It can take hours to months before the antivirus companies know about a new virus or piece of malware. In that time, that malware might make it onto your computer. By running weekly scans, when the antivirus companies are able to send out updates to address a piece of malware, your machine will have a chance to catch any malware that slipped in before the update was available. Real-time protection is important, but weekly scans are just as important. Read more...
Physical Security for Devices
Portable devices such as laptops are particularly vulnerable to theft, loss, and resale, and should be properly secured with a lock. Most laptops and desktop computers have built-in slots made to connect with a cable lock. These locks are available at most computer stores.
The general recommendations for physical security are the same for all devices, particularly smaller devices like laptops, hard disks, smartphones, music players, and flash drives:
- Never leave your laptop or small device unattended, even for a moment, even in your office. Most laptops are stolen from their owner's office, while the owner is at a quick break or meeting.
- If you must leave your laptop in a car, stow your bag in the trunk before you reach your destination, so potential thieves don't see you doing so. Make sure your car is locked.
- Use a low-key shoulder bag, briefcase, or backpack for your laptop. Avoid expensive bags that scream, "Laptop inside!"
- Do not leave portable electronic equipment unattended when traveling. Monitor it closely while checking in at an airport or hotel counter and while passing through airport security checkpoints. If you must leave the equipment briefly unattended in a hotel room, secure it to a desk or table with a cable lock or keep it in a hotel provided safe if available.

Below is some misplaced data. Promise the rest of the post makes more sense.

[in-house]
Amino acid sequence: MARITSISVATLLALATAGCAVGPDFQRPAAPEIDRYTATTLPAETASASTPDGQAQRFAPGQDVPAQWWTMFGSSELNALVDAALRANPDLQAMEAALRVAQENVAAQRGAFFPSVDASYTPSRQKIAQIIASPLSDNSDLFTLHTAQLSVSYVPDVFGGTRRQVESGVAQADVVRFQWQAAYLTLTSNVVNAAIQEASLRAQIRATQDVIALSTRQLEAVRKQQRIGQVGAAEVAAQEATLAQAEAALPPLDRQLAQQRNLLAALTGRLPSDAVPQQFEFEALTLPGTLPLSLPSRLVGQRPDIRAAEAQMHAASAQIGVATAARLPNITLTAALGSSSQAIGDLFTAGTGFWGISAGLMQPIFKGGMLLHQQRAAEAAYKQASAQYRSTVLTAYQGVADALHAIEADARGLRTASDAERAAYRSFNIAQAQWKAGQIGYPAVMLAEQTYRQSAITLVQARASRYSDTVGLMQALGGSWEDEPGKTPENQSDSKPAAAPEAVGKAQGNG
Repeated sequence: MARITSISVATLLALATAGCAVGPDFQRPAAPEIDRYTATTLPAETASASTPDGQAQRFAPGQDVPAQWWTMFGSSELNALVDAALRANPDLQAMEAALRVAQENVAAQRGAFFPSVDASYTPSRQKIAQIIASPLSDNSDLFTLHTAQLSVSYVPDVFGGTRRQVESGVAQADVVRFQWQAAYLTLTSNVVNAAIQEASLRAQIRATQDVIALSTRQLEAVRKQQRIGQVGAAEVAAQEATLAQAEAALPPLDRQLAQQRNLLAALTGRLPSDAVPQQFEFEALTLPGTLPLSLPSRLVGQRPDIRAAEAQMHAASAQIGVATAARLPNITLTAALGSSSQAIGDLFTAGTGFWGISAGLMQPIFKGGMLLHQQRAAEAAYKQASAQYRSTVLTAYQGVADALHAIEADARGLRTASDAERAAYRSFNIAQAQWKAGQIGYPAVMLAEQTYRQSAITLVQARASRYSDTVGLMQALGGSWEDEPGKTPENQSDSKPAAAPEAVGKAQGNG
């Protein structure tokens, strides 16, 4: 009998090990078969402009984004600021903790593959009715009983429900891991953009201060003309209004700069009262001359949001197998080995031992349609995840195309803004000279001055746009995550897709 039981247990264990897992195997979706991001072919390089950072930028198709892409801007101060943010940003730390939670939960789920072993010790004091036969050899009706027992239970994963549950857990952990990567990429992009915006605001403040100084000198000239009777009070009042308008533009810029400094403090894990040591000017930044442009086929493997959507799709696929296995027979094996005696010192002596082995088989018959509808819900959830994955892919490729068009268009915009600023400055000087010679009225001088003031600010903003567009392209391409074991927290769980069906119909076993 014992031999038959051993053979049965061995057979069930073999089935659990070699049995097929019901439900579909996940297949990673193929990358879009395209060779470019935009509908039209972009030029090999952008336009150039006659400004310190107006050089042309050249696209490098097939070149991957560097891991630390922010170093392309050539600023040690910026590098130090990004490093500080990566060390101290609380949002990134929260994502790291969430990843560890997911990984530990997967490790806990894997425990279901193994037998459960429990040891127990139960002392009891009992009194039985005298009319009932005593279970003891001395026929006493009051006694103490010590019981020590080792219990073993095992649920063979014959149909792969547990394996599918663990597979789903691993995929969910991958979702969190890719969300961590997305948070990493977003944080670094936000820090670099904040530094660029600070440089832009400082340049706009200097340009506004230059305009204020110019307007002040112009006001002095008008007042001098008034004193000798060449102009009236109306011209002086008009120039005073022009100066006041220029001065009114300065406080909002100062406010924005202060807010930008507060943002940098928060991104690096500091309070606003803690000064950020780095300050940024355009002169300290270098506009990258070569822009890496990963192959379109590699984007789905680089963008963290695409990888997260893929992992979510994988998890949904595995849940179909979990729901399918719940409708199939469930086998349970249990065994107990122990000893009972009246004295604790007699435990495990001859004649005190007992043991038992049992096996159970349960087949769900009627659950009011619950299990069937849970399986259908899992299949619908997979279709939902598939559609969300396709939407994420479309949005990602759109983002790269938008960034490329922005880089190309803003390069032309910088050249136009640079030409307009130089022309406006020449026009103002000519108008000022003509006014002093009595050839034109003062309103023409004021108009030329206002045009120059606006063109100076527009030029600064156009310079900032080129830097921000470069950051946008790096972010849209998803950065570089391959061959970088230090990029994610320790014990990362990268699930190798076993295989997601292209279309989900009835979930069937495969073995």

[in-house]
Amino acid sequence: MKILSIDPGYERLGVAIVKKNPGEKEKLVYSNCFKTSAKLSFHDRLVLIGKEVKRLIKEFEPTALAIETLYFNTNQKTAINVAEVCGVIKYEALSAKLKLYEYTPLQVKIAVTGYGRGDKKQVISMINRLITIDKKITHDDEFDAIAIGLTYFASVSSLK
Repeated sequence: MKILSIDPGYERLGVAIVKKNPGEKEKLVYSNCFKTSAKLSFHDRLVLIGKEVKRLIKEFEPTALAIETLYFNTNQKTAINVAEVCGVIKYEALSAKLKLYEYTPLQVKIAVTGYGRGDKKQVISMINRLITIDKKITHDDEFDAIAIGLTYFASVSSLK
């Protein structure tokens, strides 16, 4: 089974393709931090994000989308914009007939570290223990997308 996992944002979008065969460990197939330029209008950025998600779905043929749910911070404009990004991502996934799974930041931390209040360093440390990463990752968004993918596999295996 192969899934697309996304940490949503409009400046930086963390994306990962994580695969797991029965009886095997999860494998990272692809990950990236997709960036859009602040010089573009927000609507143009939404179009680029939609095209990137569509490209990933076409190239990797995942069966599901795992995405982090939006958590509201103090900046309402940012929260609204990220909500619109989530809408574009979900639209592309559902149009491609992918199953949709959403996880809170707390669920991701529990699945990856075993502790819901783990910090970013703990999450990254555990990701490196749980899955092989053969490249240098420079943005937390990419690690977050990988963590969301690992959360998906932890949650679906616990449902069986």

- If you are going out for coffee or lunch, lock your gear in a desk or an office that can be locked. Or, at least purchase and use a laptop cable lock.
- When traveling by air, bring the portable IT equipment with you on the airplane as a carry-on. Do not place it in checked luggage.
- All computers should be set to require a user password to log on to the computer.
- Configure your Macintosh or Windows screensaver to require a password.
- If you have a multifunction printer (MFP) or multifunction device (MFD) that incorporates the functionality of multiple devices (e.g., printer, scanner, photocopier, fax, email) used to manage unencrypted Yale 2-Lock or 3-Lock data, please contact the Help Desk for help protecting the data stored in these devices.
- It’s always a good idea to secure a laptop to a desk or table with a cable lock, even at home.
Secure the locations of mobile devices as well, and remember access control procedures:
- Regularly review people who have key, swipe, PIN card access to your work area.
- Change PINs regularly, and remove unneeded access privileges when people leave their positions.
- Know who has access to enable/disable fire doors.
- Provide locks on each office in your area, not just the general area.
- Create procedures to coordinate physical security options for buildings not owned by the University.
Security Recommendation Matrix
|Requiring minimum security
(no secure data stored locally)
|Requiring most security (ePHI, HIPAA, single source, financial data, confidential info)|
|Laptops docked (home and office only)
||Laptops docked (home and office only)
|Laptops mobile (always on the move)
||Laptops mobile (always on the move)
|PDA and smart phones
||PDA and smart phones